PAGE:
Stage 2 – The dog crate brooder
Stage 1 – The terrarium and fish tank brooders.
Pictured as the Cat TV version with hardware cloth protection.
Supplies we had on hand:
- Fish Tank
- 2 Reflectors (one from the tortoise, one from the work bench light)
- 2 different wattage ceramic bulbs
- Dog crate- fold up metal
- wooden bar for roost
- 2 extension cords
- red brooder bulb
- white brooder bulb
- bedding- pine wood shavings
- 2 chick waterers
- 1 chick feeder – new
- 1 chick feeder – vintage
- paper towels
- hardware cloth (used scraps from the coop project)
- zip ties to hold on hardware cloth on dog crate lower sides
- feed – organic starter grower crumbles (We ran it through a burr mixer while the chicks needed mash sized food.)
Our chicks started in a terrarium. We used a red light bulb with a reflector for heat in the terrarium to keep the temp around 95 degrees at first. We kept an old thermometer/ hygrometer on the floor to make sure the temp was correct at the chicks’ level. Later, rather than always raising the bulb and reflector, we switched to the ceramic heat bulbs our tortoise had used. The two were rated for different temperatures. We reduced the temperature about 5 degrees each week or two, until they were ready to go outside.
We did try a number of homemade waterers, but eventually I purchased two chick water bases. I used my own glass mason jars on top. We placed marbles in the basin for the first few weeks to prevent drowning. They had to be cleaned a few times a day. As the chicks got bigger, we propped the waterers up on a block.
We tried substituting an old ice cube tray as feeder in one brooder. It worked okay, but needed frequent cleaning because the chicks would stand on it. Again, the store bought version was better in preventing this problem. I only purchased the bases of the round feeders and used my own mason jars. A mayonnaise jar could work too.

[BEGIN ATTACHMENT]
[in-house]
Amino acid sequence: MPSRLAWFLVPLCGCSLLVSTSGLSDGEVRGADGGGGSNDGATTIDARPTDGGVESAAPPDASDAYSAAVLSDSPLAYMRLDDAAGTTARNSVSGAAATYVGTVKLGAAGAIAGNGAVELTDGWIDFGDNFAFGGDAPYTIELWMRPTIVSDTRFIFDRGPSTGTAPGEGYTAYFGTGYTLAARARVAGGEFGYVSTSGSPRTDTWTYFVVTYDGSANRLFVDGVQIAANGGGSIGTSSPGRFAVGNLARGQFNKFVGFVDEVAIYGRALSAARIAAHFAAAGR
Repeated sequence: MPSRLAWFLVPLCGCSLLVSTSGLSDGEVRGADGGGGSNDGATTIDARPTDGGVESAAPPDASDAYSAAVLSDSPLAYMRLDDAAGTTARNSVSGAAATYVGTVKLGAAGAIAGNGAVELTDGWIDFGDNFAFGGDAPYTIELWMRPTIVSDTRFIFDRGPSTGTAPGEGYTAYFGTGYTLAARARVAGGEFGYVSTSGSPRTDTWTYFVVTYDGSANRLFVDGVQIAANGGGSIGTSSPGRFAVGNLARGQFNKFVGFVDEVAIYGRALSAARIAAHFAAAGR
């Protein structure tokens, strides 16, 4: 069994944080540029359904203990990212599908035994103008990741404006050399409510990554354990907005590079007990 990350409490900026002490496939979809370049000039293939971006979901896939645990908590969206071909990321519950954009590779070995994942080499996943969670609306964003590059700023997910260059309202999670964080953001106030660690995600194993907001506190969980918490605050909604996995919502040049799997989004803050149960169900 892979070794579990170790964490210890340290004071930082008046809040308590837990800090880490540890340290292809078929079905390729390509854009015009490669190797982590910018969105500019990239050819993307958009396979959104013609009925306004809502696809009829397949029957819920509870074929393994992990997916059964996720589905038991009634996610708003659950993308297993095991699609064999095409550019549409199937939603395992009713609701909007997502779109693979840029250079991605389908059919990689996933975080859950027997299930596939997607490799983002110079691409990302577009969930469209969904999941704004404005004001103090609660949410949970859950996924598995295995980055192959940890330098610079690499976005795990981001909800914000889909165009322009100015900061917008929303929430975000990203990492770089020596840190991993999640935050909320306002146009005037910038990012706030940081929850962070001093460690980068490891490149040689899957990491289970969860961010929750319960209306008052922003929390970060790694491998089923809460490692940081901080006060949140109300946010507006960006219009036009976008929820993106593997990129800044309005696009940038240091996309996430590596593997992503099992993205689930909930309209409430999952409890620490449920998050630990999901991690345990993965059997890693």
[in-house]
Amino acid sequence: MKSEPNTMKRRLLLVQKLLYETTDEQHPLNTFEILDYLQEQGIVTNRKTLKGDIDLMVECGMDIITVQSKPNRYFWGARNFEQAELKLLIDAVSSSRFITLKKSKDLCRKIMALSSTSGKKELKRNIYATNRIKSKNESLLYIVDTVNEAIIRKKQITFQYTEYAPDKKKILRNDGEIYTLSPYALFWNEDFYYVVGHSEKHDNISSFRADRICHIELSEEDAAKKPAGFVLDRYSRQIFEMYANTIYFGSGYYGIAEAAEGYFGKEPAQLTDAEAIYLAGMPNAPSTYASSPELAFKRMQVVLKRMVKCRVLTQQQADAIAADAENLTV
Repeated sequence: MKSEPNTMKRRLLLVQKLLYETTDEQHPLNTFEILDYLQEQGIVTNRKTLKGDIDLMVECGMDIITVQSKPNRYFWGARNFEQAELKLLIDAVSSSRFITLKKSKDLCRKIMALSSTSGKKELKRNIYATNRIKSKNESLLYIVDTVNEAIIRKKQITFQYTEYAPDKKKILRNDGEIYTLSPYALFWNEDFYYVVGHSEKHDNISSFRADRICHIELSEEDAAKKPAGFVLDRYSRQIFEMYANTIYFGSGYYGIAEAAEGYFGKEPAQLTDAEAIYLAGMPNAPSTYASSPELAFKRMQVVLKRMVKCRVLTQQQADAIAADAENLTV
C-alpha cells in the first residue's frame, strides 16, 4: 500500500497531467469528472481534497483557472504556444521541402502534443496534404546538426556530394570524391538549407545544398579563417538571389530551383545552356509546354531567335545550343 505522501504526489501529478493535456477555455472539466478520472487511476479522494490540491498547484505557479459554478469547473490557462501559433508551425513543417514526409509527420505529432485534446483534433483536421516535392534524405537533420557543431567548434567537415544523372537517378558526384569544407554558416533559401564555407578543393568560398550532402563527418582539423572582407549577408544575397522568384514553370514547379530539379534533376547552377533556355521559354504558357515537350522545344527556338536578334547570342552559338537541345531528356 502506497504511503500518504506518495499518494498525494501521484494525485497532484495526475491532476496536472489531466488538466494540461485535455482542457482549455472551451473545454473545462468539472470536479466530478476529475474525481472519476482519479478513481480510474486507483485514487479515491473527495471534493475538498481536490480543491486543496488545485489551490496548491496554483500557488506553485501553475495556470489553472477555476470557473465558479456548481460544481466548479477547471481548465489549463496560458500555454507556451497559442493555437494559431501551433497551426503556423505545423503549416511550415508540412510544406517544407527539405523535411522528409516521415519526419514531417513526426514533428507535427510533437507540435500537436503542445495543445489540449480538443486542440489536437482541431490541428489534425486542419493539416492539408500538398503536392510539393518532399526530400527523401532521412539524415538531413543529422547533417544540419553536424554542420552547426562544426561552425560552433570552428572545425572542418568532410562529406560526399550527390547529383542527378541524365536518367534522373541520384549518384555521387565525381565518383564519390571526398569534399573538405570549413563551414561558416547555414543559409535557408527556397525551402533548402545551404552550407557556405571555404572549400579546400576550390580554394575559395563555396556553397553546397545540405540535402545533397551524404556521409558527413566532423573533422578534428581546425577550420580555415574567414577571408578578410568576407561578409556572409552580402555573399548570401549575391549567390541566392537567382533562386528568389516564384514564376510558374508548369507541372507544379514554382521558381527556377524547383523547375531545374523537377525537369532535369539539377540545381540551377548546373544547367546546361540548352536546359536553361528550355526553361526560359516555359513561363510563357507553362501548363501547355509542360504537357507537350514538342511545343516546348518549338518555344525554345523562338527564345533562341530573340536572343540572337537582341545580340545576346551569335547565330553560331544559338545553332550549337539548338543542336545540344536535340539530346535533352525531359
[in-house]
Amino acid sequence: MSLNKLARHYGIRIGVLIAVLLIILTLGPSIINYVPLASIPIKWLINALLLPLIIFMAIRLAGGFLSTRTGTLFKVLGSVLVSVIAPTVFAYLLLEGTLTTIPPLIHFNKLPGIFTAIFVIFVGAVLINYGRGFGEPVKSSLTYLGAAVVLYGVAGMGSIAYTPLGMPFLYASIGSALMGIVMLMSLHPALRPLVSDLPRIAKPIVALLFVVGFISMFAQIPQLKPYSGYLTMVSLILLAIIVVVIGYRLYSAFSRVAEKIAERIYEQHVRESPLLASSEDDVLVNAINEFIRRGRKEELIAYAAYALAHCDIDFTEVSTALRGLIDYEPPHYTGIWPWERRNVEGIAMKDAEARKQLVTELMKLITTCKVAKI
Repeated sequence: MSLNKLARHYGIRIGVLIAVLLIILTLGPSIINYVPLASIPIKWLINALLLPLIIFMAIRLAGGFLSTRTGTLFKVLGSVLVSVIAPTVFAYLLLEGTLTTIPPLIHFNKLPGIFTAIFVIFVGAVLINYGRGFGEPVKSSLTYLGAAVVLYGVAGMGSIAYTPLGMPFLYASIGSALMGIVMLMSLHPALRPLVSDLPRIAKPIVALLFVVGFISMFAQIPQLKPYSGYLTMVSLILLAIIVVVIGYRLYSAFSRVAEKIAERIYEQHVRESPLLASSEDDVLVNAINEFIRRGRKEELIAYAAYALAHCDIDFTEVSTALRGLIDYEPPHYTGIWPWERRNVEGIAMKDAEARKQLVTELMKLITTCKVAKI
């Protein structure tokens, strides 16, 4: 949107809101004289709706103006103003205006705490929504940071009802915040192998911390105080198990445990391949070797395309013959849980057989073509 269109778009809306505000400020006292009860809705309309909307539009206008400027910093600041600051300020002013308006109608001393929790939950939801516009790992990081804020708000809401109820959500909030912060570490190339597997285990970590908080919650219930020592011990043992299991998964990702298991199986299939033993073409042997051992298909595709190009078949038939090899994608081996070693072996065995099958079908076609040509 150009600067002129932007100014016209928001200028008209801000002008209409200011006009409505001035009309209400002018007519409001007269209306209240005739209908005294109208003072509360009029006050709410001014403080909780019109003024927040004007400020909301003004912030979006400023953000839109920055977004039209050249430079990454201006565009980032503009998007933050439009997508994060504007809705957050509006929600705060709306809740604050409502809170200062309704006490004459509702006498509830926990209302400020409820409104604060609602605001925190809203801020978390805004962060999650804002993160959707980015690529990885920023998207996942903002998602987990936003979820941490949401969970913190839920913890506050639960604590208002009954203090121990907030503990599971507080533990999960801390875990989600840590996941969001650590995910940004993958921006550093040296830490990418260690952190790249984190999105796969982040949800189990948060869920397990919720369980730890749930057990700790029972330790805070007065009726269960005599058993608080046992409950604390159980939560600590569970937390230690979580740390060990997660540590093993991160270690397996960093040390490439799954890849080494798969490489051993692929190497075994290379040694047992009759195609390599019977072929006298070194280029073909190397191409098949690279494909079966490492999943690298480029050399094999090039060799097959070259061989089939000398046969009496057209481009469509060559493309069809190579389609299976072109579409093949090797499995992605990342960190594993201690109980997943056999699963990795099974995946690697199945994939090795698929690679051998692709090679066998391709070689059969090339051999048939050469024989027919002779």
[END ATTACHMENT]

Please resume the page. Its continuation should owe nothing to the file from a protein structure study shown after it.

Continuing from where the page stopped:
We covered the bottom of the brooder with shavings and changed them as needed. Until the chicks figured out what was food, we covered it with paper towels. The paper towels were changed a couple of times of day due to the droppings. Also, since we were raising the chicks on non-medicated feed, cleanliness of the bedding was even more important. The bedding and chicks made a lot of dust, so a vacuum was also necessary pretty regularly in the room the chicks were in.
Some things I would want to change:
- I don’t recommend trying to use a terrarium for brooding for the whole 8 weeks. Even with just 6 chicks, they quickly out grow it. Our chicks were only in the terrarium for about two weeks, until the dog crate was utilized for the second phase.
- Make it easier to clean the dog crate. The door is on one end by a wall.
- Put a different material around the bottom to keep the shavings in (but I liked seeing in.) The dog crate allowed shavings to spill out the sides when the chicks were big enough to scratch them out.